When we left Chief Inspector George Suttle last issue, he was about to be attacked. Dan Abnett picks up this conflict immediately and shows readers a side of Suttle that was present but not explored. The effect is that Suttle appears to be a more dangerous person than his calm and composed demeanor lets on. There’s also an interesting character moment between George and the prostitute Sapphire. It’s clear that there’s a connection between them, but the fact that Suttle, as a vampire, has lost the ability to long for anything makes their tenuous connection that much more charged.
I.N.J. Culbard’s smooth art is a great selling piece for the story. As much of the world is vague, Culbard drops background detail to help readers focus directly on character, especially considering the amount of dialogue that occurs in this book. And Culbard knows when to use close-ups to create tension, and the few times in the book when he needs to, the effect is lucid.
The New Deadwardians keeps adding depth to its story, making it a consistently engaging read. As the story moves outside of the established world into Zone-D (the Dead Zone), readers are finally learning more about the world and how it came to be. The characters are also becoming bigger players, and Abnett’s writing focuses heavily on laying the plot threads for future conflicts. And what’s really interesting is that the murder that started the series is probably the least impressive part so far.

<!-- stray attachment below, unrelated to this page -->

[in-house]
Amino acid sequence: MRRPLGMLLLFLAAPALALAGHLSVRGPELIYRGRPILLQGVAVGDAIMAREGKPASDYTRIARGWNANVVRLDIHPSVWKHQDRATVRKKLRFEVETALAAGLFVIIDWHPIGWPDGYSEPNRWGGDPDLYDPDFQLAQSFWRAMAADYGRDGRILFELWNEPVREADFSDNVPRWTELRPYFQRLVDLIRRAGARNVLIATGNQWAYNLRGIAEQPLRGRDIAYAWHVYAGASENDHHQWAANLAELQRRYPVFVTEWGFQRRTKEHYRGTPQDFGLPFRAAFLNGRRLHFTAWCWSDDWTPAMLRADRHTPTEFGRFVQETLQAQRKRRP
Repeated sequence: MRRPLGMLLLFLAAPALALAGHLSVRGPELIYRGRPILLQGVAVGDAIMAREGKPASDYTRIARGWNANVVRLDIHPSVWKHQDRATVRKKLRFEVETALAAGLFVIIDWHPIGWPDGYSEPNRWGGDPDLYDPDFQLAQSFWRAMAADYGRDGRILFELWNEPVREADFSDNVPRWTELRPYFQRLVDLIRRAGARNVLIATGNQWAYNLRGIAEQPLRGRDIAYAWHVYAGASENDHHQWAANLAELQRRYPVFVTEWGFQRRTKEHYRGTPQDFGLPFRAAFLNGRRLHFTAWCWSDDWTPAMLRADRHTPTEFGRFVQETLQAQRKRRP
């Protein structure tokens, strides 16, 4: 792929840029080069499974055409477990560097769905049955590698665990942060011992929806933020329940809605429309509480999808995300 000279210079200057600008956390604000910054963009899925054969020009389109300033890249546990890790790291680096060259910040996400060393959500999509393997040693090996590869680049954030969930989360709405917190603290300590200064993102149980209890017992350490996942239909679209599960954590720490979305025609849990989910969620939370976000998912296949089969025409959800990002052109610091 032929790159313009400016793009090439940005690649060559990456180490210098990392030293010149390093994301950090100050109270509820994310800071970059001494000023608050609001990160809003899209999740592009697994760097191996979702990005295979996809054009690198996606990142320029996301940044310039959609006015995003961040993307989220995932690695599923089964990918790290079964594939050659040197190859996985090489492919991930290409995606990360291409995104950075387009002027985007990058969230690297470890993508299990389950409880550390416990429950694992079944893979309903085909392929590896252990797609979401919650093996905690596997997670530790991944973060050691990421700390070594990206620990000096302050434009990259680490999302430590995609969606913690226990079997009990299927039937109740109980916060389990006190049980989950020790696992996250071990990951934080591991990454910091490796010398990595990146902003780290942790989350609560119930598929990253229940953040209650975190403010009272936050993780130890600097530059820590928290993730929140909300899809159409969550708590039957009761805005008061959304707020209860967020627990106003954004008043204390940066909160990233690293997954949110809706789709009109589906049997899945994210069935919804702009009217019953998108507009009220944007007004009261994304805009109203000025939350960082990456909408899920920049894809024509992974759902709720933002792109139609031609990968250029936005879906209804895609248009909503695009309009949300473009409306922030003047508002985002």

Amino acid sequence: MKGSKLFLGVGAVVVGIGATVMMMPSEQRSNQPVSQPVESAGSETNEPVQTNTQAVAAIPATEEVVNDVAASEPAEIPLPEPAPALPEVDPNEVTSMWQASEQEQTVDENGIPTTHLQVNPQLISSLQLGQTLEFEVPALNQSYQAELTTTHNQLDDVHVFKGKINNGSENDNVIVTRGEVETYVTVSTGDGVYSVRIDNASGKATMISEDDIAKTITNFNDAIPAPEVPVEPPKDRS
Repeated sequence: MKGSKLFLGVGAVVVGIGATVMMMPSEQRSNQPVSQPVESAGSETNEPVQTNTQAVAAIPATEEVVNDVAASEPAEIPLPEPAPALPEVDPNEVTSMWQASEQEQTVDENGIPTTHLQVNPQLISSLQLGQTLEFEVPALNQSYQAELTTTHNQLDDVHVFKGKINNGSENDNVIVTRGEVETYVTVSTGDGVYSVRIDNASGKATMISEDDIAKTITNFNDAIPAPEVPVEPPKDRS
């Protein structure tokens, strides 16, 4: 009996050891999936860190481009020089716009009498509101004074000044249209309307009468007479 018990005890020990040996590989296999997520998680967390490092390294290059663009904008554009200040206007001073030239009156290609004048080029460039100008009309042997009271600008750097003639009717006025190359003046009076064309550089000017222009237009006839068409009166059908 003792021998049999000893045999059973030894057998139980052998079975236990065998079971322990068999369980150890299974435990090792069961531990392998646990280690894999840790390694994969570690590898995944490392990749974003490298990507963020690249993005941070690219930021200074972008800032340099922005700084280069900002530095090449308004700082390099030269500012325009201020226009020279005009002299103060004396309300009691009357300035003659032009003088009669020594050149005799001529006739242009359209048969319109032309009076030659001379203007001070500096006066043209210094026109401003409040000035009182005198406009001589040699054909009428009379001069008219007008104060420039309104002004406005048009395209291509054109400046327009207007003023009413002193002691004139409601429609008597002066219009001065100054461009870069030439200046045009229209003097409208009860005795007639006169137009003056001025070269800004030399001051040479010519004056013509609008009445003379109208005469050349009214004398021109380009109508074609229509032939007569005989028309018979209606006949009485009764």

(Marvel – writer: Brian Michael Bendis; art: Sara Pichelli)
Bannen’s Book of the Week: After having his heroes meet at the end of the previous issue of Spider-Men, Brian Michael Bendis gives readers the fight they’ve wanted to see as Peter Parker, the original, squares off against the new Ultimate Spider-Man, Miles Morales. The results are funny and surprising, and Bendis is able to tell another great Spider-Man story chock-full of humor and action.
Bendis knows how to write Spider-Man. Each character keeps the tone of the issue light, and Bendis is able to convey both the wit of Peter Parker and the naiveté of Miles Morales. I also found myself as frustrated as Peter when he can’t get the answers he needs (like how everyone knows his true identity), but Bendis solves this by using Nick Fury, his most powerful character, to set all records straight and by the end of the issue, it’s clear the time for exposition is over.
I think my favorite part of the issue, however, is the 22-line dialogue bubble where Peter explains his perception of things to the Ultimate Nick Fury. The comic is word-light and action-heavy, and at that point, I thought the dialogue would bring the pacing to a standstill. But it’s a clever move on Bendis’ part, because he doesn’t muddy up the rest of the issue with such word-heavy bubbles, and the explanation is necessary so readers know that Parker is up to speed on his predicament.
Sara Pichelli’s art is, in a word, gorgeous. She renders the characters with such detail that the images come alive. She fluidly depicts movement, and given that her two main characters are acrobatic by nature, Pichelli goes to lengths to make them lithe and agile. Justin Ponsor also adds life to the imagery with his vibrant colors. He can make Miles Morales’ black costume shine and Peter Parker’s traditional red and blues look flashy. I have nothing but love for the artists of this book.
I was unsure about whether or not Bendis would be able to make this story work, given that Marvel has been very clear about keeping the 616 and Ultimate universes separate. But I would be lying if I didn’t admit that I love seeing these two together.